FRAZIER: Vaccination exemptions in Mississippi: A risk or a right?
Published 4:00 am Sunday, August 27, 2023
Mississippi Today recently reported on a court ruling that would allow parents in Mississippi to opt out of vaccinating their children for school on account of religious beliefs.
Since this ruling went into effect in July, nearly 700 parents have requested exemptions.
This ruling, in my opinion, is disheartening.
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In an article I wrote in 2015 concerning an outbreak of measles occurring in the U.S., I reported a similar bill of this nature had been introduced that same year. But it did not pass.
With no exemptions allowed, this meant Mississippi could remain the state with the highest vaccination rate.
I also reported that in 2013 and 2014 Mississippi had a 99.7-percent vaccination rate of kindergartners in public and private schools, the country’s highest, for three vaccines: measles, mumps and rubella; diphtheria, tetanus and pertussis; and varicella. The national median was 93.3 to 95 percent.
It was this statistic that I feel sure Vicksburg resident and State Health Officer Dr. Daniel Edney had on his mind during a recent interview with SuperTalk. “This is the one thing that I did not have to hang my head in shame about.”
When I wrote about vaccines in 2015, I had a hard time trying to understand why parents would refuse to give their children a sometimes life-saving vaccine. I still have a hard time.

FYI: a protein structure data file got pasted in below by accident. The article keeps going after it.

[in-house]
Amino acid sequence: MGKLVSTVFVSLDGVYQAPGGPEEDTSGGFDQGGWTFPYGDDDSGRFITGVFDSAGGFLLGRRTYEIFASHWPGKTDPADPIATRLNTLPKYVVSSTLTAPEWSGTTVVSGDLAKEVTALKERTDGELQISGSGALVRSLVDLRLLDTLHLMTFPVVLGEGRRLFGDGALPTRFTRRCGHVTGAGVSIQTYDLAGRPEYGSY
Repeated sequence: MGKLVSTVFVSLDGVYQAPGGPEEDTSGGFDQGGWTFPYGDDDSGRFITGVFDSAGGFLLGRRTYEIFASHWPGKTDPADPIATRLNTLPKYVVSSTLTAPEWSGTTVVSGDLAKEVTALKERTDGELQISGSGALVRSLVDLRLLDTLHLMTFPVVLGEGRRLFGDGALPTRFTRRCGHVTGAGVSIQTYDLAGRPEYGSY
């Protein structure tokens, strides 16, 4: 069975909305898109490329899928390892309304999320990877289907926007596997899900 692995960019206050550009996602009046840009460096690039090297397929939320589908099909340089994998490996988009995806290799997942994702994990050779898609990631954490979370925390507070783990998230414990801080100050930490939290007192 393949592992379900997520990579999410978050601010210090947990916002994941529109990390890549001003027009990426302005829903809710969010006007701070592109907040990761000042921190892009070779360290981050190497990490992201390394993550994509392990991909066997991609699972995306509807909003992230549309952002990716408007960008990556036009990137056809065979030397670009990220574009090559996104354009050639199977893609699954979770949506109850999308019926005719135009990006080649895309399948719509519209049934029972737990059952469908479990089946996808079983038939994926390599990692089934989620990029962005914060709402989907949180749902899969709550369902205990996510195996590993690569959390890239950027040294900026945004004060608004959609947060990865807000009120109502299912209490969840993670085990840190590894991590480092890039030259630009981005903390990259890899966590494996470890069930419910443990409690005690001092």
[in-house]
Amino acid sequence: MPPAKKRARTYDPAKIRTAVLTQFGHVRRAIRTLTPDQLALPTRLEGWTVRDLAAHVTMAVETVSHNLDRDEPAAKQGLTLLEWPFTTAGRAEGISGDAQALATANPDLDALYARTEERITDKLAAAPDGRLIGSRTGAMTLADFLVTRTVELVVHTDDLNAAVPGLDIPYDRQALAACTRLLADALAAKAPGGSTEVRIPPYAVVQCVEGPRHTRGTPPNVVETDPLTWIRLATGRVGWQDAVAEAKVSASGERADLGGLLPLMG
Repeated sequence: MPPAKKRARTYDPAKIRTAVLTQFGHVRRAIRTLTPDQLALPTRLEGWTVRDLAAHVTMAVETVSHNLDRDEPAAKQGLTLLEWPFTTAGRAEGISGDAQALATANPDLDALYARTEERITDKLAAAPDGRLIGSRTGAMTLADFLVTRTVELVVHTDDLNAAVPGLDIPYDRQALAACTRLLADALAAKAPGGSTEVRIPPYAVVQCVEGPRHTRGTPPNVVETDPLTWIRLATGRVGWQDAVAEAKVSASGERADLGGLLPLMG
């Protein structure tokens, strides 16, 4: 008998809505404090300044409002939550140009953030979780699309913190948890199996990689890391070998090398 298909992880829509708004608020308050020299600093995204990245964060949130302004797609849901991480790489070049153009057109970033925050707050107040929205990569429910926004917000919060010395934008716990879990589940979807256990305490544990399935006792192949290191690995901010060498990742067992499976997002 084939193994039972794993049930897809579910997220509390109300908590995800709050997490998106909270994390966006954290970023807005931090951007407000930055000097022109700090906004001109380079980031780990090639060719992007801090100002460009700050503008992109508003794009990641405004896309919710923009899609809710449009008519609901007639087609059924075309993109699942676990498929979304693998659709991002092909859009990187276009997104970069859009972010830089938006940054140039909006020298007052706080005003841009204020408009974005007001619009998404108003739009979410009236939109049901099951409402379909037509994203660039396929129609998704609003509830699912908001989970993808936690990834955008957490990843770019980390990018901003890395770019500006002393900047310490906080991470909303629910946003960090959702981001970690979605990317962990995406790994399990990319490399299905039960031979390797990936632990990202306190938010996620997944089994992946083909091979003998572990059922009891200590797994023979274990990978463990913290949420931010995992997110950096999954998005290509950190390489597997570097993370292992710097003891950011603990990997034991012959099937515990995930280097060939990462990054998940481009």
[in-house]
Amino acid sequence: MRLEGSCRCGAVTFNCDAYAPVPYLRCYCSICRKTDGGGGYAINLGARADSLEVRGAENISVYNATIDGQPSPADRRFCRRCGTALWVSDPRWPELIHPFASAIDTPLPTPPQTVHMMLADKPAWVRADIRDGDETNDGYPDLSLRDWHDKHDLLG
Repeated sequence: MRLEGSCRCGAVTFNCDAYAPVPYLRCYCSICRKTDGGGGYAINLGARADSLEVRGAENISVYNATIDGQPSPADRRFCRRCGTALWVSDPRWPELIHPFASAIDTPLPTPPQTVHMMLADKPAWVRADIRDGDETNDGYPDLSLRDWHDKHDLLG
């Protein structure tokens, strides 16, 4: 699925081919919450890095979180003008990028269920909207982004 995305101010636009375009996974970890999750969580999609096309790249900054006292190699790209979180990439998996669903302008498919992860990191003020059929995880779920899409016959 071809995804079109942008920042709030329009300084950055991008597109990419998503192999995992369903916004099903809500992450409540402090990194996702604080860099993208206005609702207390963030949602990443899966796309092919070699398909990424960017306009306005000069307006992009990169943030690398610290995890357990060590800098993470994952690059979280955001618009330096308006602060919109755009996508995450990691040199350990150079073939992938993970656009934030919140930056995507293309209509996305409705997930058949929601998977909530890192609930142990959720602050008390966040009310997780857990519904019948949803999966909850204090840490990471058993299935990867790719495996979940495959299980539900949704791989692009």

However, I recognize now with the COVID-19 pandemic and the onslaught of varying information about the COVID-19 vaccine that some may call into question all vaccines for children.
But lest we forget, vaccines have saved lives and changed the quality of life for millions of people. I don’t know about you, but I remember when I had chickenpox, with all the scratching and calamine lotion. The virus was just as miserable when my children came down with it. Seeing them dealing with the sores and itching was just not fun.
As for polio, it has been practically irradicated in the U.S. But before there was a vaccine, the disease killed thousands and paralyzed about 15,000 people each year.
According to history.com, during the 1950s polio epidemic, parents became so frightened city pools were closed, as well as movie theaters, schools and churches. Social distancing was even practiced.
Does this remind you of anything?
In the article I referenced earlier, I also interviewed Vicksburg pediatrician Dr. Gordon Sluis about the measles outbreak. I was interested in learning his perspective on the reported 121 measles cases in 17 states and its effects on people living in Vicksburg.
Sluis had said not to be panicked, “but be diligent about getting protection for both this outbreak and for future exposures.” There is no treatment for measles, he said, only prevention by immunization.
I also talked with him about the increased concerns over immunization complications and he concurred with Autism Speaks, the country’s largest Autism Spectrum Disorder activist group.
A statement from the group’s chief science officer Rob Ring stated, “Over the last two decades, extensive research has asked whether there is any link between childhood vaccinations and autism. The results of this search are clear; Vaccines do not cause autism. We urge that all children be fully vaccinated.”
With the onset of social media, information is dispersed and discussed like never before. I would urge parents before you take your cue from the internet, to talk with your pediatrician about having your child vaccinated.
Only time will tell if this new ruling that allows for religious exemption from vaccinations will affect our community and state.